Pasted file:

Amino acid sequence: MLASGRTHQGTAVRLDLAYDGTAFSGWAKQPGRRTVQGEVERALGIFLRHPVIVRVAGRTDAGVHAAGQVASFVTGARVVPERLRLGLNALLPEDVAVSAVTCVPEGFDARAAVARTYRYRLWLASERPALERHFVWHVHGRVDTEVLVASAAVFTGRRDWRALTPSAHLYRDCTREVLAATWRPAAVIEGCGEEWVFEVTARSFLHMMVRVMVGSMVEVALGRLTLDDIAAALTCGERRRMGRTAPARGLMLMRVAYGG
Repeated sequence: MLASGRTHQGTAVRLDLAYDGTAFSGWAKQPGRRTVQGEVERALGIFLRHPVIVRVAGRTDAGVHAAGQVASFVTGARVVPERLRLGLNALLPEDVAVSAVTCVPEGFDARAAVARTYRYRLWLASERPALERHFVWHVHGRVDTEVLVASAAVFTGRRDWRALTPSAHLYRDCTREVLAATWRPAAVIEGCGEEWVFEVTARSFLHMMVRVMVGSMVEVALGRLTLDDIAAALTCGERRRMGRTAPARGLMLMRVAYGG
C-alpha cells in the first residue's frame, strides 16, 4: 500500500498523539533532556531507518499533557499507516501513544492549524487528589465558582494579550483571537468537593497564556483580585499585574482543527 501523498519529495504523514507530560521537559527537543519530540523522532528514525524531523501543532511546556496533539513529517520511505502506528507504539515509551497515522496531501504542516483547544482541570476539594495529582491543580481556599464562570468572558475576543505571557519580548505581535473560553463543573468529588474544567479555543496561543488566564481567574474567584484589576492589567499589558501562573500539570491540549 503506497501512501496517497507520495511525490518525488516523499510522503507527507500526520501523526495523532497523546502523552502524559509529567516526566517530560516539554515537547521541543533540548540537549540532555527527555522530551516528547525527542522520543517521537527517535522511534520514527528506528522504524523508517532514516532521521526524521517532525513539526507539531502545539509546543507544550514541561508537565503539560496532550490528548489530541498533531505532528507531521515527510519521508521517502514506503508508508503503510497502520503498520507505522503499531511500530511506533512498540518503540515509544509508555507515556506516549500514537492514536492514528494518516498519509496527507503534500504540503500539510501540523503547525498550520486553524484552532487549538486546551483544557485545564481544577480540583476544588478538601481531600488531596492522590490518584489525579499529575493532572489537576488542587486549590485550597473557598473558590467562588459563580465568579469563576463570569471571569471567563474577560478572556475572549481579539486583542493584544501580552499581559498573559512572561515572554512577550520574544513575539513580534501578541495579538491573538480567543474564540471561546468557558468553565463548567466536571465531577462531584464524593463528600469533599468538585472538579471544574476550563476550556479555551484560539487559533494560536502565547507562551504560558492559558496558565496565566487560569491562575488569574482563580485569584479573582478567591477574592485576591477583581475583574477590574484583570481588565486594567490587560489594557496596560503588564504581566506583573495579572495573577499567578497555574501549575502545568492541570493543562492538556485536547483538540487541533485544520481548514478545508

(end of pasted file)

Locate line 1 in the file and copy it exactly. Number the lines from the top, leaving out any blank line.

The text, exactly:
Amino acid sequence: MLASGRTHQGTAVRLDLAYDGTAFSGWAKQPGRRTVQGEVERALGIFLRHPVIVRVAGRTDAGVHAAGQVASFVTGARVVPERLRLGLNALLPEDVAVSAVTCVPEGFDARAAVARTYRYRLWLASERPALERHFVWHVHGRVDTEVLVASAAVFTGRRDWRALTPSAHLYRDCTREVLAATWRPAAVIEGCGEEWVFEVTARSFLHMMVRVMVGSMVEVALGRLTLDDIAAALTCGERRRMGRTAPARGLMLMRVAYGG